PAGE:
One of the more ambitious initiatives in Prologis, Inc.’s (NYSE:PLD) history began with LED lighting.
Several years ago, the San Francisco-based logistics warehousing giant embarked on what turned out to be a successful plan to drive down its warehouse lighting costs. Prologis then realized it could offer its customers LED retrofits at prices they couldn’t obtain on their own. What’s more, Prologis could help customers avoid the inevitable time and resource commitments to search for and vet suitable suppliers.
The episode sowed the seeds of a project that became known as “Essentials,” which after a decent amount of spade work launched in mid-2017. Whether it be forklifts, conveyors, robotics, janitorial services or soft drink machines, the mission behind Essentials is the same: to rely on Prologis’ supplier connections and enormous scale to help customers facilitate the inside-the-warehouse procurement process and buy or lease goods or services at more favorable rates through their relationships with the developer.
As Prologis tweaked the model, the across-the-board upside began to emerge. Its network of established vendors would gain additional business opportunities. Customers could drive down costs and make life easier and more productive for themselves. Meanwhile, Prologis would pocket profitable revenue — it charges a fee for the service on top of the negotiated rent for the warehouse space — by wringing more value out of its size.
“You can’t do this without scale,” Gary Anderson, the firm’s COO, said in a late October interview with FreightWaves, referring to the Essentials program.“I’ve got people in every market.”
In business lingo, Essentials would be considered a “turnkey operation.” Anderson has tried to take a less consultant-speak perspective. The Essentials model is built to work with customers at the local level to get them up and running quickly and cost effectively. Then, it helps them manage their supply and procurement demands as they evolve, he said.
The value add for a customer beyond any cost savings, Anderson said, is in collaborating with a dedicated Prologis customer support team to identify current and future procurement needs and in having the trusted resources readily available rather than having a customer spend time searching for them. Either through full ownership or investment ventures, Prologis operates across 976 million square feet in 19 countries. It has about 5,500 customers.
To support the program, Prologis has merged previously siloed functional disciplines into dedicated “customer experience” teams working with locally based operators, Anderson said. Prologis tries to avoid escalating the interactions up the customers’ corporate hierarchies, believing local warehouse managers have the best understanding of their facilities’ current and future needs. (During the COVID-19 pandemic, virtual meetings have replaced in-person gatherings and Prologis has built a website, Prologisessentials.com, to onboard customers and keep the process going with its existing base.)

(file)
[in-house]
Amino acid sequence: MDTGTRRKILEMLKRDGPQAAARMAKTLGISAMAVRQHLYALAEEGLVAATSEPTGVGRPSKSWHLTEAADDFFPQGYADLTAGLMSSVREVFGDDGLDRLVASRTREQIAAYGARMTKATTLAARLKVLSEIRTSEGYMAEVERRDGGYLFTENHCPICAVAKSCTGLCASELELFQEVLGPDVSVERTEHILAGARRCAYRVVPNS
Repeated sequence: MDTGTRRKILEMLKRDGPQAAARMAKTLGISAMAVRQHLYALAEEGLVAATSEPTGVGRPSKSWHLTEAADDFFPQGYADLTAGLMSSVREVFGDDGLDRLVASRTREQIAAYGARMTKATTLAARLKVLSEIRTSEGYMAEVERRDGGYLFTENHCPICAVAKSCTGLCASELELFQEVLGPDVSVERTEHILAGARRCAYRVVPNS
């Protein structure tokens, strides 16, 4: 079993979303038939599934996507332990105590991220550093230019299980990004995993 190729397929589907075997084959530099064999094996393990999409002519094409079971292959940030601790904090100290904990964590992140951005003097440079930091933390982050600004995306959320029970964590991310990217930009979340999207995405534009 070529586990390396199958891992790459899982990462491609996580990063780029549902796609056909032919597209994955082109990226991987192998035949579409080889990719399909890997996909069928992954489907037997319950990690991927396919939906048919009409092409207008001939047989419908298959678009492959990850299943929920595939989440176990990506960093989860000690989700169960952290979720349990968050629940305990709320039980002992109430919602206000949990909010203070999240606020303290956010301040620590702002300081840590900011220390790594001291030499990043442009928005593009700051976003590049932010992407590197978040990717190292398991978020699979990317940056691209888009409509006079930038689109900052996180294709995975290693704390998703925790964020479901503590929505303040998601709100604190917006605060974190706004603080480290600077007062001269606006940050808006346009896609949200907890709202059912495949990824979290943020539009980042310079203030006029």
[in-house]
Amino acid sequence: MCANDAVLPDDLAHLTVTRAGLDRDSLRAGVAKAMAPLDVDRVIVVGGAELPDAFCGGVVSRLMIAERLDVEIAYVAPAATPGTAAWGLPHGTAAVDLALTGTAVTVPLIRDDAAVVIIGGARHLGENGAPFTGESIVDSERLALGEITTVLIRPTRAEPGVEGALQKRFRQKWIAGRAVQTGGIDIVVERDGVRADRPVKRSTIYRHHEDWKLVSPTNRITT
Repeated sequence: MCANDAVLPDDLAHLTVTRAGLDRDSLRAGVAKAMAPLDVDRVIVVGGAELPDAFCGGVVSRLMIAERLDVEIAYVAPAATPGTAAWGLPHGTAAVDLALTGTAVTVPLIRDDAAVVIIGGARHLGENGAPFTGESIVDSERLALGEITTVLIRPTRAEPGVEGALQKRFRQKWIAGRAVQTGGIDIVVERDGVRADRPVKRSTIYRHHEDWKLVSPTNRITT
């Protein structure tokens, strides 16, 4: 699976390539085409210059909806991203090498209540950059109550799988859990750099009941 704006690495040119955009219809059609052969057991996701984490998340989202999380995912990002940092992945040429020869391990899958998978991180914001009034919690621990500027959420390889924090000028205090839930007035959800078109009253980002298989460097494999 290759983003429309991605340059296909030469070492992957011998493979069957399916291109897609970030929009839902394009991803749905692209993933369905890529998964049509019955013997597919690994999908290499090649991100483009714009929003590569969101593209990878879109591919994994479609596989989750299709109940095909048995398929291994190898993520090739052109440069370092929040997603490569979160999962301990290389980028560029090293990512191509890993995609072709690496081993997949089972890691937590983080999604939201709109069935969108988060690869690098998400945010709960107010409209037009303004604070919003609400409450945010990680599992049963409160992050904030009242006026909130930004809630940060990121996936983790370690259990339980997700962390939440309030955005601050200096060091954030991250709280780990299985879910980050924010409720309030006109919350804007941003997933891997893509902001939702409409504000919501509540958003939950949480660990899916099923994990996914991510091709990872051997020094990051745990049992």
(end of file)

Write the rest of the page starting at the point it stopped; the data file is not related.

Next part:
As it refined the customer-service concept, Prologis came to grips with the reality that for all its expertise, it could do a better job of deepening its customer relationships. “We weren’t as customer-centric as we needed to be,” Anderson acknowledged in the interview.
The program, which has been kept at a relatively low profile since its launch, does not “leverage Prologis’ balance sheet,” according to Anderson. Instead, the company connects customers with vendors and financiers to help execute transactions. The financial terms will vary, though it’s doubtful a company that’s not Prologis’ size could strike a better deal if attempted on its own. Prologis doesn’t get involved in cost analysis for its customers, Anderson said. “Our customers know what their costs are.”
There is a lot of runway for Essentials to taxi, Anderson said. At companies of comparable size, 20% of the largest customers generally account for about 80% of the business. However, at Prologis, 20% of the largest customers comprise just 20% of its business. Amazon.com, Inc. (NASDAQ:AMZN), Prologis’ largest customer by square footage, makes up just 3.5% of its revenue. That leaves a lot of small to midsize businesses that lack the size or the network to cost-effectively procure warehouse goods and services, Anderson said. Bigger companies could also find Essentials to be a valuable service depending on the specific market or the scope of operations, he added.
According to Prologis’ analysis, the typical good-sized company’s global supply chain costs work out to $132 a square foot. Of that, warehouse rentals account for about $6 a square foot. Transportation accounts for about $60 per square foot of that cost pie. Labor is next at the equivalent of $42 per square foot, followed by inventory carrying costs at $18 a square foot equivalent, based on company data.
Labor is Prologis’ customers’ “single largest pain point” and it is an area the Essentials program eventually plans to penetrate, according to Anderson. The company has partnered with community groups in various cities to hire and train 25,000 warehouse employees by 2025. Programs like these strengthen long-term landlord-customer relationships — the average Prologis lease length is five years — and helps improve the value of a facility that Prologis has developed and could own for 50 years, Anderson said.
“The building owner has more of a stake in developing high-quality labor because they own the building,” Anderson said.